Instead of devoting a whole column to one topic, I want to discuss a few important issues that have caught the nation’s attention in the last couple of weeks. These range from German Chancellor Angela Merkel’s controversial visit last week to the current president’s motives in engaging in public discussion over hot issues such as term limits and constitutional amendments. I’ll briefly touch on the sensitive issue of the Ergenekon terror network when it comes to discussing it with our American friends.
German bait and tackle game
I believe the harsh remarks slung between Chancellor Merkel and Turkish Prime Minister Recep Tayyip Erdogan were intentionally triggered and carefully choreographed by the German government. The goal was to provoke Turkey, especially its outspoken prime minister, who does not shy away from taking his gloves off when issues touch on national pride. Well it worked. A group of Turkish reporters were invited to Berlin to have a taste of the bitter slice of the so-called “privileged partnership” from Merkel’s own mouth before she embarked on a tour to Turkey.
Merkel, a professional with bait and tackle, used her fishing rod in several different creeks, from the issue of Turkish schools in Germany to the integration problems of the Turkish minority. We must admit that the bait worked. The planned escalation of rhetoric on the German side resulted in lowering expectations to almost nothing in Turkish public opinion. The ground was ripe for anything positive, no matter how empty in its substance. Even a small dove with a letter from a German kid did the trick.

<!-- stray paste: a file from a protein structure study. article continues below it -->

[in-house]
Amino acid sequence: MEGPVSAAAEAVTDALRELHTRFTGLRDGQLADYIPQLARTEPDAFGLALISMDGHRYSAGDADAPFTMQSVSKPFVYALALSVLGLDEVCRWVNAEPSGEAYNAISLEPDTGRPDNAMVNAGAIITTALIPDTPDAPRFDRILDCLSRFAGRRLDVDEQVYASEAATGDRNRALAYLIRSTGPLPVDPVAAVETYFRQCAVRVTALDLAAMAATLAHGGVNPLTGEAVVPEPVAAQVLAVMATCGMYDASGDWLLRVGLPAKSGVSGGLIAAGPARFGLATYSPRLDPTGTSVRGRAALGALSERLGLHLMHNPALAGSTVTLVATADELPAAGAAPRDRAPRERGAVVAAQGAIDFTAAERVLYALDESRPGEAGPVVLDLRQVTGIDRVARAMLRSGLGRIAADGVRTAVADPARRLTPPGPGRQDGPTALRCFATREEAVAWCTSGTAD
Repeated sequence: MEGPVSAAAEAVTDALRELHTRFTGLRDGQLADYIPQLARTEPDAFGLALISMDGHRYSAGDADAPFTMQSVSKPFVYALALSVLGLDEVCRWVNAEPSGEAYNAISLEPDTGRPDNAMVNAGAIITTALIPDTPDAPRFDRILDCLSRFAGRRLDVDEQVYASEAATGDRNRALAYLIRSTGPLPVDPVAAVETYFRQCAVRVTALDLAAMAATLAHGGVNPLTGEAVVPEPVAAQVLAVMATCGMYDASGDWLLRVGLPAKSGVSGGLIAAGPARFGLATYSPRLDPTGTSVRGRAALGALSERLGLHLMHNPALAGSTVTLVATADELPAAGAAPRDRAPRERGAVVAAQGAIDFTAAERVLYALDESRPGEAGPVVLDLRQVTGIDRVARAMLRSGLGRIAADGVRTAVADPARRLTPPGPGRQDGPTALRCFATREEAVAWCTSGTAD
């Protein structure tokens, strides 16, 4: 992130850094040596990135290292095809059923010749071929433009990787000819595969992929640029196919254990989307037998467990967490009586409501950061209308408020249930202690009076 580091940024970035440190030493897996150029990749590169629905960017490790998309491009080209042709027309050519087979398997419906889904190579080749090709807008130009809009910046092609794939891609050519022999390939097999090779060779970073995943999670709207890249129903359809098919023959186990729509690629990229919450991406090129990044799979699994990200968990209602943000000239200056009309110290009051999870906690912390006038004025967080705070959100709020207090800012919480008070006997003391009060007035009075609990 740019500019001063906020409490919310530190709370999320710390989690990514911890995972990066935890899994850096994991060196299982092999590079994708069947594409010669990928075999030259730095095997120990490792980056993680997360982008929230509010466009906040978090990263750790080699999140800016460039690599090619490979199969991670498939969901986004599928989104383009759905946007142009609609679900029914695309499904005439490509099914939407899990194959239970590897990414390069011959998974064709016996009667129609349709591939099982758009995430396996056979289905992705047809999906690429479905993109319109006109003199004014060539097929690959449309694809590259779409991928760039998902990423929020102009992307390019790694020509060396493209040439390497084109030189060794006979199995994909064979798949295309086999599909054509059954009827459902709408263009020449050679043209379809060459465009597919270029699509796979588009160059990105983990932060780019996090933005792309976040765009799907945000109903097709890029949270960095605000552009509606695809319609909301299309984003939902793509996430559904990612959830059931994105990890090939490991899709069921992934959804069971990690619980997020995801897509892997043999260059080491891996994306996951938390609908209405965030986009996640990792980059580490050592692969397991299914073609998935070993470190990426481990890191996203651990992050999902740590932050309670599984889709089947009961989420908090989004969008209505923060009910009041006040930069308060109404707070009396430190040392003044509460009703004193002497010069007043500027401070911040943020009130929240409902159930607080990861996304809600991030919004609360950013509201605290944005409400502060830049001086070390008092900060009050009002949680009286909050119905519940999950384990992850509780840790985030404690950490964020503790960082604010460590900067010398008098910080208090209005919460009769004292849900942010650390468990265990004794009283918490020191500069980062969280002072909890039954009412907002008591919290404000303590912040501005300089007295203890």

It may have saved the day for Merkel, but it is simply a futile attempt in the medium to long term. The German policy of opposing Turkey on almost all relevant issues is quite shortsighted, and I must say this policy is simply not sustainable. What I hear from people involved in crafting long-term Turkish policy indicates that Turkey has already started putting its eggs in different baskets to diversify its foreign policy portfolio. Before Turkey rushes to a huge sell-off of German stakes, Merkel should reconsider what kind of future she is laying out for her nation.
US says your terrorist is my terrorist. Really?
We know that the US is closely following the Ergenekon terror trial, of a criminal gang that allegedly plotted to wreak havoc in Turkey to overthrow the democratically elected government in Turkey. The case was noted in an annual US international terrorism report. Yet its wording still lacks a strong tone and stands in sharp contrast with the European Union’s approach.
Puzzled by this dilemma, I spoke with Shari Villarosa, deputy coordinator for regional affairs in the State Department’s Office of the Coordinator for Counterterrorism, back in March at the residence of the US deputy chief of mission in Ankara. She said she did not know why, but stressed that the US “would support transparent investigations and due process” in the case. While she described the case as an internal issue of Turkey, Villarosa disclosed that the US Embassy in Ankara is following the case more intensively than the office in Washington.